The following Employment Tax guidance note Produced by Tolley in association with Emma Bartlett at Charles Russell Speechlys LLP provides comprehensive and up to date tax information covering:
Harassment is unlawful under the Equality Act 2010 where it:
relates to a relevant protected characteristic
constitutes sexual harassment
constitutes less favourable treatment as a result of a victim's acceptance or rejection of:
harassment related to the protected characteristic of gender reassignment or sex
EqA 2010, s 26
Harassment is conduct which is:
related to a relevant protected characteristic
Where that unwanted conduct has the purpose or effect of:
violating the victim's dignity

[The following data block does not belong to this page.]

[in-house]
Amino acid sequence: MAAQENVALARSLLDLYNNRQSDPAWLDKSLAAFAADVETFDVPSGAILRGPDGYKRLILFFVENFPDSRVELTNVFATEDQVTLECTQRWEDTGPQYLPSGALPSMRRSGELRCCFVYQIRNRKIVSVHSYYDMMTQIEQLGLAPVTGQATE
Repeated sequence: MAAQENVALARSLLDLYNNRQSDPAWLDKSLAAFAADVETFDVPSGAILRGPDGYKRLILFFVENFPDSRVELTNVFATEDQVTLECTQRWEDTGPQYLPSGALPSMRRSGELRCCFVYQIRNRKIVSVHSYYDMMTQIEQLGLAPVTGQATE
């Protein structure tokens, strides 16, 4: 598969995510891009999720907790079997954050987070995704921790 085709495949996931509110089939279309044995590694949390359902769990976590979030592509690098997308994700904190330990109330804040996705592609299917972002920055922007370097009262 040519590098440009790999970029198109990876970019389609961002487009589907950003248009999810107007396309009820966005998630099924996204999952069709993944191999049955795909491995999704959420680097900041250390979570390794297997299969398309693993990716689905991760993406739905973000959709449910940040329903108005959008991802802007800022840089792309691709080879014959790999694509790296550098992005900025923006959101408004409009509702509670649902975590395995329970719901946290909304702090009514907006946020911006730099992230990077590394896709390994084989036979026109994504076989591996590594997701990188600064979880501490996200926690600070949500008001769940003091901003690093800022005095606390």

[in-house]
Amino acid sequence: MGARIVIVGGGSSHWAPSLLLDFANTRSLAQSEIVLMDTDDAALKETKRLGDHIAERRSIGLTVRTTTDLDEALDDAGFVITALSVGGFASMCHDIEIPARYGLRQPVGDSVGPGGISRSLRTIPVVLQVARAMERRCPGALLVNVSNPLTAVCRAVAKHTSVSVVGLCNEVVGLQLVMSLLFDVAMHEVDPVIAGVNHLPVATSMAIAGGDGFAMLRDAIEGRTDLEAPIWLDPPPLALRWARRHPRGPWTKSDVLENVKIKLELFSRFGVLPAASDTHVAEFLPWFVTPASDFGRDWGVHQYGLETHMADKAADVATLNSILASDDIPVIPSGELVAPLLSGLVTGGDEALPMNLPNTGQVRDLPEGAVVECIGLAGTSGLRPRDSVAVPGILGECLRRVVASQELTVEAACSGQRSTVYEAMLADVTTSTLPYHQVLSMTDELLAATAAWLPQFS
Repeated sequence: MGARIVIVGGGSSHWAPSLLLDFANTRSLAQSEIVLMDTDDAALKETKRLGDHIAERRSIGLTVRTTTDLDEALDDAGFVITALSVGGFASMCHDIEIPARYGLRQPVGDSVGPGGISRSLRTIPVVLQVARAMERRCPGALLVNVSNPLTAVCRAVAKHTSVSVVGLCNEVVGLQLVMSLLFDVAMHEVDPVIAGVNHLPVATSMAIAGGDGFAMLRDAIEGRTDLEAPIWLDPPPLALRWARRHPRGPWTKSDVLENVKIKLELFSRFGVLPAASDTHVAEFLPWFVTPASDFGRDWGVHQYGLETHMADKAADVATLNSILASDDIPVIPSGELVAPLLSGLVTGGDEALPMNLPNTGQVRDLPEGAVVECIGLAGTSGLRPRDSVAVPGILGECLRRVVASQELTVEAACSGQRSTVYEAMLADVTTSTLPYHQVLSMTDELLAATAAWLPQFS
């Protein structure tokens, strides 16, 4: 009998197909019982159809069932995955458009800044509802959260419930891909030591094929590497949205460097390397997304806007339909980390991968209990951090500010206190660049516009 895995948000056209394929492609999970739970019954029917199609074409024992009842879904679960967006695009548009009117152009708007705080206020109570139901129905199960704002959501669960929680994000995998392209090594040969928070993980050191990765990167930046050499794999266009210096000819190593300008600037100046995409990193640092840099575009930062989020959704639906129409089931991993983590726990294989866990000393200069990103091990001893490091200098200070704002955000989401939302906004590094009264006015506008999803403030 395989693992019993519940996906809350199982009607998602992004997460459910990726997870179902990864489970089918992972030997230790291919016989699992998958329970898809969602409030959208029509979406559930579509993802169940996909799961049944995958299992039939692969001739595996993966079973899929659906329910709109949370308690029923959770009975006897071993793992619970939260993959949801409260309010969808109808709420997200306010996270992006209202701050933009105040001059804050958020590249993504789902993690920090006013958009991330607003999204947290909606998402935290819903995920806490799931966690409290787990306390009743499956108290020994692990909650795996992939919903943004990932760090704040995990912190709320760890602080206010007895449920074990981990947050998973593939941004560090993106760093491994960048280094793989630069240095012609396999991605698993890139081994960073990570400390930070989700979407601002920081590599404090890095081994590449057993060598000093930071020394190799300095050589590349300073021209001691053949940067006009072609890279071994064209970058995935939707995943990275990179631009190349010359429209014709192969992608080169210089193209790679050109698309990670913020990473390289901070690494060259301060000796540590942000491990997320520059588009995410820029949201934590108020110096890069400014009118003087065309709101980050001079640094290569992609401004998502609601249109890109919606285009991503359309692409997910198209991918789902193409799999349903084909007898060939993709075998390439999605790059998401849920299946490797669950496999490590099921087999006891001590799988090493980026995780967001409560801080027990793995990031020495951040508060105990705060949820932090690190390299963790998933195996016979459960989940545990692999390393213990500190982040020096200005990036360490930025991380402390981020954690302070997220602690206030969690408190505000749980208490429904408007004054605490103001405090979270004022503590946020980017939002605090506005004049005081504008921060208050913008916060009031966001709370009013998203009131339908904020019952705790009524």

creating an environment that is intimidating, hostile, degrading, humiliating or offensive to the victim
EqA 2010, s 26(1)
See Example 1, Example 2 and Example 3.
As the unwanted conduct need only be 'related to' the relevant protected characteristic, it is clear that the victim of the harassment does not have to possess that characteristic himself.
Rather, the relevant protected characteristic might belong to some relevant third party.
Discrimination claims brought in relation to the effect of a protected characteristic possessed by someone other than the claimant are sometimes called 'associative discrimination' claims (ie the harassment relates to the claimant's association with a person who possesses that characteristic).
The Equality Act Explanatory Notes confirm that harassment protection is intended to cover associative discrimination. It gives the example of a white worker who sees a black colleague being subjected to racially abusive language which also causes an offensive environment f
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